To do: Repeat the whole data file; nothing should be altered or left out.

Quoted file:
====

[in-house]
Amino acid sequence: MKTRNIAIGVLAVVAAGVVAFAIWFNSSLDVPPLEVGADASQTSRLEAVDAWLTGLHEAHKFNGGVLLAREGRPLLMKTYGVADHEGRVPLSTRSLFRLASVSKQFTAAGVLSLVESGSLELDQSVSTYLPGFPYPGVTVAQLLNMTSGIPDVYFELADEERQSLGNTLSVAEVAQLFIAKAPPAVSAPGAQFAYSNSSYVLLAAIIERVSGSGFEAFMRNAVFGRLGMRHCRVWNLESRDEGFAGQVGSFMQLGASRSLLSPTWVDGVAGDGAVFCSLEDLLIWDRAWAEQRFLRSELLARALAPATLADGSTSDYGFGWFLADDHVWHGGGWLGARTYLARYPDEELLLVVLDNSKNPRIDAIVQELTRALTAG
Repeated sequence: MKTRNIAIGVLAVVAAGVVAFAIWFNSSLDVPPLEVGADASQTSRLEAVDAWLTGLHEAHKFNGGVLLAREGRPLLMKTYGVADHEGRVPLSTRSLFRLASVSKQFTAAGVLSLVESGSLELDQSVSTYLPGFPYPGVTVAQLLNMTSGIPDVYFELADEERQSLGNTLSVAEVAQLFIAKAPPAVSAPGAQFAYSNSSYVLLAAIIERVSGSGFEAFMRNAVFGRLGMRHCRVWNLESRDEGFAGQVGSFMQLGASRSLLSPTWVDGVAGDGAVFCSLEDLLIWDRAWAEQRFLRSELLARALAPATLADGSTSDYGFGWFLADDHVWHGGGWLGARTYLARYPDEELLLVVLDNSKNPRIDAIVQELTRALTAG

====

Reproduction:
[in-house]
Amino acid sequence: MKTRNIAIGVLAVVAAGVVAFAIWFNSSLDVPPLEVGADASQTSRLEAVDAWLTGLHEAHKFNGGVLLAREGRPLLMKTYGVADHEGRVPLSTRSLFRLASVSKQFTAAGVLSLVESGSLELDQSVSTYLPGFPYPGVTVAQLLNMTSGIPDVYFELADEERQSLGNTLSVAEVAQLFIAKAPPAVSAPGAQFAYSNSSYVLLAAIIERVSGSGFEAFMRNAVFGRLGMRHCRVWNLESRDEGFAGQVGSFMQLGASRSLLSPTWVDGVAGDGAVFCSLEDLLIWDRAWAEQRFLRSELLARALAPATLADGSTSDYGFGWFLADDHVWHGGGWLGARTYLARYPDEELLLVVLDNSKNPRIDAIVQELTRALTAG
Repeated sequence: MKTRNIAIGVLAVVAAGVVAFAIWFNSSLDVPPLEVGADASQTSRLEAVDAWLTGLHEAHKFNGGVLLAREGRPLLMKTYGVADHEGRVPLSTRSLFRLASVSKQFTAAGVLSLVESGSLELDQSVSTYLPGFPYPGVTVAQLLNMTSGIPDVYFELADEERQSLGNTLSVAEVAQLFIAKAPPAVSAPGAQFAYSNSSYVLLAAIIERVSGSGFEAFMRNAVFGRLGMRHCRVWNLESRDEGFAGQVGSFMQLGASRSLLSPTWVDGVAGDGAVFCSLEDLLIWDRAWAEQRFLRSELLARALAPATLADGSTSDYGFGWFLADDHVWHGGGWLGARTYLARYPDEELLLVVLDNSKNPRIDAIVQELTRALTAG